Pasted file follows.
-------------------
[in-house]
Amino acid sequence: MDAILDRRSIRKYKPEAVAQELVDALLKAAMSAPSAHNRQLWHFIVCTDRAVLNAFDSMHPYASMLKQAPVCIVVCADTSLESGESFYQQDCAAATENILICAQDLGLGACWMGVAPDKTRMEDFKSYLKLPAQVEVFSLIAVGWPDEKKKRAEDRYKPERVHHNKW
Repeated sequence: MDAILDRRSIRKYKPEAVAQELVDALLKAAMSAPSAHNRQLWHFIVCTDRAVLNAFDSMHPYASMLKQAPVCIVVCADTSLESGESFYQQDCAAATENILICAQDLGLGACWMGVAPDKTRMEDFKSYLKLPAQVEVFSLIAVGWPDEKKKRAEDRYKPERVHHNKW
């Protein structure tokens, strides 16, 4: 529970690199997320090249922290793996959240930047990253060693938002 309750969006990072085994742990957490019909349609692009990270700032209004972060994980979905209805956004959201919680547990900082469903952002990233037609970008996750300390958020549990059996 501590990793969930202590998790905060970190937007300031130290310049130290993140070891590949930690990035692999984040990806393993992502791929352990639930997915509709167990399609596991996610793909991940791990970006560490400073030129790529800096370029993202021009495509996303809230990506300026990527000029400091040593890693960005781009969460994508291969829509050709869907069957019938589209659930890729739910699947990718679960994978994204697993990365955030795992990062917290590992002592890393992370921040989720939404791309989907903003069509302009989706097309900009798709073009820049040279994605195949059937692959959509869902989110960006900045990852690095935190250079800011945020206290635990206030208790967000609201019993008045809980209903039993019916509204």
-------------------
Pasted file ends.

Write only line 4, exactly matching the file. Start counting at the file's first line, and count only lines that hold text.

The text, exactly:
């Protein structure tokens, strides 16, 4: 529970690199997320090249922290793996959240930047990253060693938002 309750969006990072085994742990957490019909349609692009990270700032209004972060994980979905209805956004959201919680547990900082469903952002990233037609970008996750300390958020549990059996 501590990793969930202590998790905060970190937007300031130290310049130290993140070891590949930690990035692999984040990806393993992502791929352990639930997915509709167990399609596991996610793909991940791990970006560490400073030129790529800096370029993202021009495509996303809230990506300026990527000029400091040593890693960005781009969460994508291969829509050709869907069957019938589209659930890729739910699947990718679960994978994204697993990365955030795992990062917290590992002592890393992370921040989720939404791309989907903003069509302009989706097309900009798709073009820049040279994605195949059937692959959509869902989110960006900045990852690095935190250079800011945020206290635990206030208790967000609201019993008045809980209903039993019916509204």